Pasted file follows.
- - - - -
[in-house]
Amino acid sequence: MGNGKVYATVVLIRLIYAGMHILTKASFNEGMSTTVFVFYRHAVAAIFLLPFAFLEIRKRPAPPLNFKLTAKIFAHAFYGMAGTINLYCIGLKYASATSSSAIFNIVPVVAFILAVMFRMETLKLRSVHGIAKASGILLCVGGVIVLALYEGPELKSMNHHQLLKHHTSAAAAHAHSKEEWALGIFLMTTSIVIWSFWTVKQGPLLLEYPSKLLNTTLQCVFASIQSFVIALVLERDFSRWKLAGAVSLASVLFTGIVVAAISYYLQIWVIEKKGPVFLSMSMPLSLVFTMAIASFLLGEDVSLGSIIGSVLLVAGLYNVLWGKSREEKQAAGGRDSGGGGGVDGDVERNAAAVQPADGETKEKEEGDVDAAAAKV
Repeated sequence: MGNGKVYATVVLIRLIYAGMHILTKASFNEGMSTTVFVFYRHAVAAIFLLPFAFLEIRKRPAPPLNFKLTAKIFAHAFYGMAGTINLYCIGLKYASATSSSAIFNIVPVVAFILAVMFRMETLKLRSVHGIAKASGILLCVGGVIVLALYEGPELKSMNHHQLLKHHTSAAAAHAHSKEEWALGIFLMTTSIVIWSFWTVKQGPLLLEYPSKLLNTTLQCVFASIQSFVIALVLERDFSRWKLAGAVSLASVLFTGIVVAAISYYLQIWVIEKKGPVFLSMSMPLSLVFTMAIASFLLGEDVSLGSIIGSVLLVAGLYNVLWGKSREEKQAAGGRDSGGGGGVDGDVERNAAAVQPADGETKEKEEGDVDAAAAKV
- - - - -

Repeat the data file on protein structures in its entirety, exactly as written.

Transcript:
[in-house]
Amino acid sequence: MGNGKVYATVVLIRLIYAGMHILTKASFNEGMSTTVFVFYRHAVAAIFLLPFAFLEIRKRPAPPLNFKLTAKIFAHAFYGMAGTINLYCIGLKYASATSSSAIFNIVPVVAFILAVMFRMETLKLRSVHGIAKASGILLCVGGVIVLALYEGPELKSMNHHQLLKHHTSAAAAHAHSKEEWALGIFLMTTSIVIWSFWTVKQGPLLLEYPSKLLNTTLQCVFASIQSFVIALVLERDFSRWKLAGAVSLASVLFTGIVVAAISYYLQIWVIEKKGPVFLSMSMPLSLVFTMAIASFLLGEDVSLGSIIGSVLLVAGLYNVLWGKSREEKQAAGGRDSGGGGGVDGDVERNAAAVQPADGETKEKEEGDVDAAAAKV
Repeated sequence: MGNGKVYATVVLIRLIYAGMHILTKASFNEGMSTTVFVFYRHAVAAIFLLPFAFLEIRKRPAPPLNFKLTAKIFAHAFYGMAGTINLYCIGLKYASATSSSAIFNIVPVVAFILAVMFRMETLKLRSVHGIAKASGILLCVGGVIVLALYEGPELKSMNHHQLLKHHTSAAAAHAHSKEEWALGIFLMTTSIVIWSFWTVKQGPLLLEYPSKLLNTTLQCVFASIQSFVIALVLERDFSRWKLAGAVSLASVLFTGIVVAAISYYLQIWVIEKKGPVFLSMSMPLSLVFTMAIASFLLGEDVSLGSIIGSVLLVAGLYNVLWGKSREEKQAAGGRDSGGGGGVDGDVERNAAAVQPADGETKEKEEGDVDAAAAKV